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Dodgers News: Max Muncy Named to the All-Star Team

Muncy will replace Anthony Rendon on the National League All-Star Team

LOS ANGELES, CA - OCTOBER 26: Max Muncy #13 of the Los Angeles Dodgers celebrates his eighteenth inning walk-off home run to defeat the the Boston Red Sox 3-2 in Game Three of the 2018 World Series at Dodger Stadium on October 26, 2018 in Los Angeles, California. (Photo by Billie Weiss/Boston Red Sox/Getty Images)

The Dodgers will have one more representative in Cleveland for the All-Star Game as infielder Max Muncy has been chosen to replace Nationals’ third baseman Anthony Rendon on the National League squad.

It’s the first time in his career he has been selected to the All-Star team, although he got a taste of it last year as he competed in the Home Run Derby.

Muncy is the fifth Dodger named to the team, joining outfielder Cody Bellinger, and pitchers Walker Buehler, Hyun-Jin Ryu and Clayton Kershaw.

Muncy said being selected to this All-Star Game would have extra meaning because his dad is from Cleveland and he still has family living there, according to Jorge Castillo of the LA Times.

The 28-year-old Muncy had a breakout year in 2018, posting a .263/.391/.582 line with 35 home runs, a 161 wRC+, and 5.2 WAR in 137 games.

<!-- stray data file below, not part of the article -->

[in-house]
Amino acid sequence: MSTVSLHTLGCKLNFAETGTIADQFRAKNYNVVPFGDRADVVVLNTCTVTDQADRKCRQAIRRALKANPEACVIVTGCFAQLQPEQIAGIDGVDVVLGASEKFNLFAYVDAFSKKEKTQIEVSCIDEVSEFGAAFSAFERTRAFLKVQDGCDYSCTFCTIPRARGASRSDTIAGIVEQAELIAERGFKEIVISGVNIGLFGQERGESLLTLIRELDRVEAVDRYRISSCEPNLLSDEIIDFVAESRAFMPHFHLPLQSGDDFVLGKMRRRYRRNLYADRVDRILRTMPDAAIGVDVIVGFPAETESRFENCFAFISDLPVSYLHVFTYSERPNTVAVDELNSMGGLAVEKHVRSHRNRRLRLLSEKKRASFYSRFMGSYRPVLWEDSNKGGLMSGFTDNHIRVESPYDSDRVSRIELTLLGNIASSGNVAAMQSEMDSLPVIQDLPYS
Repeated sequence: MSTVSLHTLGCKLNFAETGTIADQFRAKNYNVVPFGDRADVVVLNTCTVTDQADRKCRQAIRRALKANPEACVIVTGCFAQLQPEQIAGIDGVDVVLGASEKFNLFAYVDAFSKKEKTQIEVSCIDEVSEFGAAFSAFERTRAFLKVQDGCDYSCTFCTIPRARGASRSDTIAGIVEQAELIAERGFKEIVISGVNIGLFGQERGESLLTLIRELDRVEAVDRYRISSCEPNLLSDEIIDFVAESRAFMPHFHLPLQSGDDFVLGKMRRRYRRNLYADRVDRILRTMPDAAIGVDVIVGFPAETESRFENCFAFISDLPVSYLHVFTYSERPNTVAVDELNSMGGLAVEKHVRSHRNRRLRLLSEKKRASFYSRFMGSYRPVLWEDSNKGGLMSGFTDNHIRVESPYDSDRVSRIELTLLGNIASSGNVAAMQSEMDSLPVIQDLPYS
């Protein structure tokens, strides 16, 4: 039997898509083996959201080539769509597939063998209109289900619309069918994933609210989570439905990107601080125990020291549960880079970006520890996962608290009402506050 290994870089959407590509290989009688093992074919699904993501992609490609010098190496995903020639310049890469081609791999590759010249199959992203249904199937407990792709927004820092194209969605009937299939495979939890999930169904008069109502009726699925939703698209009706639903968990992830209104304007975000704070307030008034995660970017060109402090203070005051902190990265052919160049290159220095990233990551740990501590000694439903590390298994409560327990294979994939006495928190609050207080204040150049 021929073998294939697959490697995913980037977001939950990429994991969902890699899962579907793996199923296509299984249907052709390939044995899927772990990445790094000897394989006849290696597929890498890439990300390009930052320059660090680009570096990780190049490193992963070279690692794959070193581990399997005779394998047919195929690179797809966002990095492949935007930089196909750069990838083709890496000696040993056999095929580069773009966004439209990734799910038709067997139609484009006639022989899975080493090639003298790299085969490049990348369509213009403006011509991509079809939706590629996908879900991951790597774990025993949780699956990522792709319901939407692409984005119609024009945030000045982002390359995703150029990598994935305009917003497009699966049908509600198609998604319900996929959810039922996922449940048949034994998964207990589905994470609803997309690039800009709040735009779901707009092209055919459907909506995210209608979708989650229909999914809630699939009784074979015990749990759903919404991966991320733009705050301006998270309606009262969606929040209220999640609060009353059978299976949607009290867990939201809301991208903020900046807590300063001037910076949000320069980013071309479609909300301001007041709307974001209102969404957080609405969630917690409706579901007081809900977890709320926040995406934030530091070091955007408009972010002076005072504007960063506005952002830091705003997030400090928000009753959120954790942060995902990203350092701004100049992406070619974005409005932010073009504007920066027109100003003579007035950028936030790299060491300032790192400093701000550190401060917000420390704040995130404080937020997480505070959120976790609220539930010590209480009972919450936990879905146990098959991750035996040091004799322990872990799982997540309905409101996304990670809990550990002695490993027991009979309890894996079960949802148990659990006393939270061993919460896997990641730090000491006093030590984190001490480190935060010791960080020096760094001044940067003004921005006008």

This season, he has been proving 2018 wasn’t a fluke as he has hit .276/.379/.543 with 21 homers, a 141 wRC+, and 3.2 WAR in 86 games.

His ability to move around the field has also added to his value. After starting the season as a first baseman, he has now become arguably the best second baseman in the national league… or even all of baseball.

Dodgers Manager Dave Roberts, who will be managing the game for the National League, has been campaigning for Muncy to be named an All-Star.

Written by Blake Williams

I graduated with an Associate's Degree in Journalism from Los Angeles Pierce College and now I'm working towards my Bachelor's at Cal State University, Northridge. I'm currently the managing editor for the Roundup News and a writer for Dodgers Nation. Around the age of 12, I fell in love with baseball and in high school, I realized my best path to working in baseball was as a writer, so that's the path I followed. I also like to bring an analytics viewpoint to my work and I'm always willing to help someone understand them since so many people have done the same for me. Thanks for reading!

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